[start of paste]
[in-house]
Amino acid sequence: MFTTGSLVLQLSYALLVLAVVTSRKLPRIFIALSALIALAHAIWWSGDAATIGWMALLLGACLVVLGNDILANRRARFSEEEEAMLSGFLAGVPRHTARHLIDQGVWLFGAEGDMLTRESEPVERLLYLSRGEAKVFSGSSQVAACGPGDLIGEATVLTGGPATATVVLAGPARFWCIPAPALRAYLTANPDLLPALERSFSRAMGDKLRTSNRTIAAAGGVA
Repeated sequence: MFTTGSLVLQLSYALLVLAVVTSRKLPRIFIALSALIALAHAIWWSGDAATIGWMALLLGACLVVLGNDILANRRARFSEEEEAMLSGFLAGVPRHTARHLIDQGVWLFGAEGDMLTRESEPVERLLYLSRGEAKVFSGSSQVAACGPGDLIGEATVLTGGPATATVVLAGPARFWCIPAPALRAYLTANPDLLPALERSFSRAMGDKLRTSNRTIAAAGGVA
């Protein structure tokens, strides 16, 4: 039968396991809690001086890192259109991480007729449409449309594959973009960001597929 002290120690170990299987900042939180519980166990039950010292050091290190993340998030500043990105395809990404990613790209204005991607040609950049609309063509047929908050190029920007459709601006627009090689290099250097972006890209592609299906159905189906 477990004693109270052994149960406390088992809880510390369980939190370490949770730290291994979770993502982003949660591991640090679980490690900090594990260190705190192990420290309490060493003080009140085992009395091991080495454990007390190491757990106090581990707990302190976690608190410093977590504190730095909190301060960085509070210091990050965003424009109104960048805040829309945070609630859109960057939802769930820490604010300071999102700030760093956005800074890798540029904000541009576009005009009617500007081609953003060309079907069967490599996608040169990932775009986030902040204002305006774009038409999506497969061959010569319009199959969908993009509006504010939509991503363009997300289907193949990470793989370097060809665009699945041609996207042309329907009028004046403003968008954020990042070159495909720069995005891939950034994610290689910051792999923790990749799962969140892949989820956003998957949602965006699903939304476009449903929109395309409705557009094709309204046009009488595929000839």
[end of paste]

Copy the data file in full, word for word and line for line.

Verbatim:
[in-house]
Amino acid sequence: MFTTGSLVLQLSYALLVLAVVTSRKLPRIFIALSALIALAHAIWWSGDAATIGWMALLLGACLVVLGNDILANRRARFSEEEEAMLSGFLAGVPRHTARHLIDQGVWLFGAEGDMLTRESEPVERLLYLSRGEAKVFSGSSQVAACGPGDLIGEATVLTGGPATATVVLAGPARFWCIPAPALRAYLTANPDLLPALERSFSRAMGDKLRTSNRTIAAAGGVA
Repeated sequence: MFTTGSLVLQLSYALLVLAVVTSRKLPRIFIALSALIALAHAIWWSGDAATIGWMALLLGACLVVLGNDILANRRARFSEEEEAMLSGFLAGVPRHTARHLIDQGVWLFGAEGDMLTRESEPVERLLYLSRGEAKVFSGSSQVAACGPGDLIGEATVLTGGPATATVVLAGPARFWCIPAPALRAYLTANPDLLPALERSFSRAMGDKLRTSNRTIAAAGGVA
């Protein structure tokens, strides 16, 4: 039968396991809690001086890192259109991480007729449409449309594959973009960001597929 002290120690170990299987900042939180519980166990039950010292050091290190993340998030500043990105395809990404990613790209204005991607040609950049609309063509047929908050190029920007459709601006627009090689290099250097972006890209592609299906159905189906 477990004693109270052994149960406390088992809880510390369980939190370490949770730290291994979770993502982003949660591991640090679980490690900090594990260190705190192990420290309490060493003080009140085992009395091991080495454990007390190491757990106090581990707990302190976690608190410093977590504190730095909190301060960085509070210091990050965003424009109104960048805040829309945070609630859109960057939802769930820490604010300071999102700030760093956005800074890798540029904000541009576009005009009617500007081609953003060309079907069967490599996608040169990932775009986030902040204002305006774009038409999506497969061959010569319009199959969908993009509006504010939509991503363009997300289907193949990470793989370097060809665009699945041609996207042309329907009028004046403003968008954020990042070159495909720069995005891939950034994610290689910051792999923790990749799962969140892949989820956003998957949602965006699903939304476009449903929109395309409705557009094709309204046009009488595929000839």